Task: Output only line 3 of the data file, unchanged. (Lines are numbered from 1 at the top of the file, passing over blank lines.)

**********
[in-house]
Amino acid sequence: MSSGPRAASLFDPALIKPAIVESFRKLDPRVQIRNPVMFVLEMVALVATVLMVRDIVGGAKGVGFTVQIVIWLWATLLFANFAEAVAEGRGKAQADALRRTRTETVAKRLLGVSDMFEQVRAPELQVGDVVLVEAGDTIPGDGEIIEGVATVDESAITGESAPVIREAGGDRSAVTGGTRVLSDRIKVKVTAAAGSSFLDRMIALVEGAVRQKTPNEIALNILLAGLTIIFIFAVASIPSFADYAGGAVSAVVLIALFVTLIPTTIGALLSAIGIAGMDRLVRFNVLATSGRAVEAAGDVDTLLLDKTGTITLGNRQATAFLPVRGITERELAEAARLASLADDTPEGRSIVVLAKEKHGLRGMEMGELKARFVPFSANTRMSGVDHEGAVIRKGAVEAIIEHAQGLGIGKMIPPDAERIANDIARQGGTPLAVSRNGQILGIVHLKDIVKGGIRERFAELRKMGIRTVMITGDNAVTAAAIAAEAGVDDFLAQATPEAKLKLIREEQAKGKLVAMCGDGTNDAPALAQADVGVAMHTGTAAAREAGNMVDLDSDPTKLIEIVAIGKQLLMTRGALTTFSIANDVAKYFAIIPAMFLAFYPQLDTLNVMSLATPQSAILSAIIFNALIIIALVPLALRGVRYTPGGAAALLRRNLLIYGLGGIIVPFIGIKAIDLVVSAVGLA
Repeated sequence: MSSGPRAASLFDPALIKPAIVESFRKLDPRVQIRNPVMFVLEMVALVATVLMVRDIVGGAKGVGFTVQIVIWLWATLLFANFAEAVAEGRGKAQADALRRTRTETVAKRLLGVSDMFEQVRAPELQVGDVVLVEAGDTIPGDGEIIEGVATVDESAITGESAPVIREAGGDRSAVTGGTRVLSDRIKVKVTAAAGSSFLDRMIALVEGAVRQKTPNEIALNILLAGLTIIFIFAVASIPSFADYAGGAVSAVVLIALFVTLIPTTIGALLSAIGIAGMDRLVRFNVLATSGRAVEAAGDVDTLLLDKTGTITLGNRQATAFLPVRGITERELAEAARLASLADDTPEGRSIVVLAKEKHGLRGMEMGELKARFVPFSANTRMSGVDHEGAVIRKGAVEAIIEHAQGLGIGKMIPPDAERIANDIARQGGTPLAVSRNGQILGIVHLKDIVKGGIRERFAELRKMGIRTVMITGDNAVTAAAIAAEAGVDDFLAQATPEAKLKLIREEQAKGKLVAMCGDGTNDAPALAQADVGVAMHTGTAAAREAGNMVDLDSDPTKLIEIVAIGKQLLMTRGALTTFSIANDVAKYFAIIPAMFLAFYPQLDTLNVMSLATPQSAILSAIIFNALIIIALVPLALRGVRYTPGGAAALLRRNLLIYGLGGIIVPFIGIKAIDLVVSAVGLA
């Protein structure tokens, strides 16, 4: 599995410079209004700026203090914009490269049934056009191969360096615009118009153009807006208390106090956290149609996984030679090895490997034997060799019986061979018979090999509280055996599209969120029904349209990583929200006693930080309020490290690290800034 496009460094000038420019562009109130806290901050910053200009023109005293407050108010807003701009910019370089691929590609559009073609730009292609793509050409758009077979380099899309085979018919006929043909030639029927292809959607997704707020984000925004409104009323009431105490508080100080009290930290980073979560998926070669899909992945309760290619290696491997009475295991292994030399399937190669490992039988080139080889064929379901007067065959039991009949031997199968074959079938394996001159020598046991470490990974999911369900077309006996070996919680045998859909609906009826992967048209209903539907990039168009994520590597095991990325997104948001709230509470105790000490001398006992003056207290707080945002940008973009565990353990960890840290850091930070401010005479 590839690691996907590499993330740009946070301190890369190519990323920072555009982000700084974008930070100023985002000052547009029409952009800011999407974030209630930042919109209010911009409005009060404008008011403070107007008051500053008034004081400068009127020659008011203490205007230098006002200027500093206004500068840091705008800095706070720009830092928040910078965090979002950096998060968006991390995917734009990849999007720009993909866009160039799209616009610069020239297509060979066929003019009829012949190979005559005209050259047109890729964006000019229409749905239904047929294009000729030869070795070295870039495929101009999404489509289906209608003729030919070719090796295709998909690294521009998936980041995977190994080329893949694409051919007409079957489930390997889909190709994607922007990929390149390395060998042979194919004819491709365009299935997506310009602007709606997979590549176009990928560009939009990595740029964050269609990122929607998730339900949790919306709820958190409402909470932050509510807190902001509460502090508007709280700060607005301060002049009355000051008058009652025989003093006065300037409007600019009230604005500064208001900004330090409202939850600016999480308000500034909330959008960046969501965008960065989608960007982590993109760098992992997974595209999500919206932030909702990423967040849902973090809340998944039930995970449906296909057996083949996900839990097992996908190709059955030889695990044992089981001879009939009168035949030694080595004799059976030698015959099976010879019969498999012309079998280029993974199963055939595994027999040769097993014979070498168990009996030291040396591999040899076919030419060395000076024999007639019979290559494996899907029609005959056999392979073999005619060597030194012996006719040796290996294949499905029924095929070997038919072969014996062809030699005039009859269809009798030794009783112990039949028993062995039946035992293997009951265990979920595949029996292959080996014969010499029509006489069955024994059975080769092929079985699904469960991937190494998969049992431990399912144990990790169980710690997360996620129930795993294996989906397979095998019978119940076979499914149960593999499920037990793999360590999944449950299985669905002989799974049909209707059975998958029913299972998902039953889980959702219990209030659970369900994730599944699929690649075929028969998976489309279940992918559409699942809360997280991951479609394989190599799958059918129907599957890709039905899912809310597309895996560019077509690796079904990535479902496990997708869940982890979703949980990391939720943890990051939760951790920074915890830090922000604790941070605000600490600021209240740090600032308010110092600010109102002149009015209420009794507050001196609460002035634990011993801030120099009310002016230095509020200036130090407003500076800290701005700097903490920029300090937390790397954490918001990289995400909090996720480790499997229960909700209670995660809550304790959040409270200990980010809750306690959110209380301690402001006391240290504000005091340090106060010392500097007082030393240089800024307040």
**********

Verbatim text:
Repeated sequence: MSSGPRAASLFDPALIKPAIVESFRKLDPRVQIRNPVMFVLEMVALVATVLMVRDIVGGAKGVGFTVQIVIWLWATLLFANFAEAVAEGRGKAQADALRRTRTETVAKRLLGVSDMFEQVRAPELQVGDVVLVEAGDTIPGDGEIIEGVATVDESAITGESAPVIREAGGDRSAVTGGTRVLSDRIKVKVTAAAGSSFLDRMIALVEGAVRQKTPNEIALNILLAGLTIIFIFAVASIPSFADYAGGAVSAVVLIALFVTLIPTTIGALLSAIGIAGMDRLVRFNVLATSGRAVEAAGDVDTLLLDKTGTITLGNRQATAFLPVRGITERELAEAARLASLADDTPEGRSIVVLAKEKHGLRGMEMGELKARFVPFSANTRMSGVDHEGAVIRKGAVEAIIEHAQGLGIGKMIPPDAERIANDIARQGGTPLAVSRNGQILGIVHLKDIVKGGIRERFAELRKMGIRTVMITGDNAVTAAAIAAEAGVDDFLAQATPEAKLKLIREEQAKGKLVAMCGDGTNDAPALAQADVGVAMHTGTAAAREAGNMVDLDSDPTKLIEIVAIGKQLLMTRGALTTFSIANDVAKYFAIIPAMFLAFYPQLDTLNVMSLATPQSAILSAIIFNALIIIALVPLALRGVRYTPGGAAALLRRNLLIYGLGGIIVPFIGIKAIDLVVSAVGLA